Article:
America Goes to War, 1917: Sheet Music from World War I presents 30 examples of sheet music from the World War I years, 1917-1919. These are from the personal collection of Sam Walker, UNO Professor Emeritus, who has 150 different sheet music from the war years.
This exhibit marks the 100th anniversary of U.S. entry into the European War. On April 2, 1917, President Woodrow Wilson asked Congress to declare war. His speech is famous for his promise that this would be a war “to make the world safe for democracy.” Congress declared war on April 6th.
Wilson’s promise proved to be cruel joke, as the war had already brought senseless bloodshed in Europe and the Versailles Treaty, in the judgment of most historians, contributed directly to the rise of Hitler and Nazi Germany in 1933 and World War II in 1939. In the U.S., meanwhile, the Wilson administration perpetrated the worst systematic suppression of freedom of speech, press, and assembly in all of American history. The demand for total loyalty unleashed a torrent of hatred of dissenters, suspected draft evaders, German-Americans, and immigrants. The repression prompted the organization of the National Civil Liberties Bureau to defend freedom of speech and press. The NCLB developed into the ACLU in early 1920.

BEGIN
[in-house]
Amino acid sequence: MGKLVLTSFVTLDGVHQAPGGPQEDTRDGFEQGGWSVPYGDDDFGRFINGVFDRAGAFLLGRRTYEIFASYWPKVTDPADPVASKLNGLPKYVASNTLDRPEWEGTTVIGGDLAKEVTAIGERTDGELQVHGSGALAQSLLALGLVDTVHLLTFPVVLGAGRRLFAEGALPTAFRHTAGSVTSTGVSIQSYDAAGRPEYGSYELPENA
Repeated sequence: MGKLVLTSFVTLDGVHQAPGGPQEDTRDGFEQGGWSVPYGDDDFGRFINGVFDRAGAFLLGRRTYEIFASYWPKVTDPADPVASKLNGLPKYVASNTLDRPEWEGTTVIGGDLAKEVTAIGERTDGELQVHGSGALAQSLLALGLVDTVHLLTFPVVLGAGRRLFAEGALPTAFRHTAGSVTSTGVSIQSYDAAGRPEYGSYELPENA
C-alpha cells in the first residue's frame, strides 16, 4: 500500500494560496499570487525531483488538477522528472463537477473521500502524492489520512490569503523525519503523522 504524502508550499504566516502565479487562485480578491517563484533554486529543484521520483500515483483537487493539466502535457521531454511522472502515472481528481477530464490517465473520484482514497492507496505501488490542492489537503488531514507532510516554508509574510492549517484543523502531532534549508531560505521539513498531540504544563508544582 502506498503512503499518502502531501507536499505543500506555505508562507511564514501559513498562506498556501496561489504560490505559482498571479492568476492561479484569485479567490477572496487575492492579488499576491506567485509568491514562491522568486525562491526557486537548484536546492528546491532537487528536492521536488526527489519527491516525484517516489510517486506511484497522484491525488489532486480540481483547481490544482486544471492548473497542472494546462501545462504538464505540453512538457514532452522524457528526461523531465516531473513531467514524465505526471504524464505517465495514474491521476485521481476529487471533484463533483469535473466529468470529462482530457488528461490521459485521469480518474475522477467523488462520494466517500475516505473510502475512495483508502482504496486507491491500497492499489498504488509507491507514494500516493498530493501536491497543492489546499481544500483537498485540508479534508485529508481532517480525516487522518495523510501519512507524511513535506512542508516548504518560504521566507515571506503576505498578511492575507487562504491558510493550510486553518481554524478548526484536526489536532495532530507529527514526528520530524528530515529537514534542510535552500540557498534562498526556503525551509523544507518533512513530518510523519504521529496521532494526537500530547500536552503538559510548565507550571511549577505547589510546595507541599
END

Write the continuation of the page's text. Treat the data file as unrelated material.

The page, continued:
The Sheet Music
The sheet music displayed in this exhibit is fascinating because of the quality of the art work and the variety of themes: patriotism, demands for loyalty, the sacrifice of parents, trench warfare, new girl friends in France, the humor of war, the tragedy of death, and coming home at war’s end. In both respects, they are far more interesting as works of art than, for example, the World War II sheet music. The American World War I posters are vastly more interesting as art works than the posters from England, France and Germany.
The sheet music in Case #1 illustrate the spirit of patriotism surrounding the war effort (“America Today”). Some, however, illustrate the demands for complete loyalty and suspicion of those who did not display sufficient loyalty (“What Kind of American Are You?”).
Case #2 contains sheet music illustrating the themes of going to war (“Over There”), trench warfare (“Over the Top”), hatred of Germany (“Goodbye Germany”), and support services (“My Red Cross Girlie”).
The sheet music in Case #3, illustrates the humorous aspects of the war (“How Ya Gonna Keep ‘Em Down on the Farm”), the new girl friends in France (“Oo-La-La”), the fact that the military was racially segregated (“Old Black Joe”), the tragedy of death in combat (“He Sleeps Beneath the Soil of France”), and finally, the end of the war (“Homeward Bound”).
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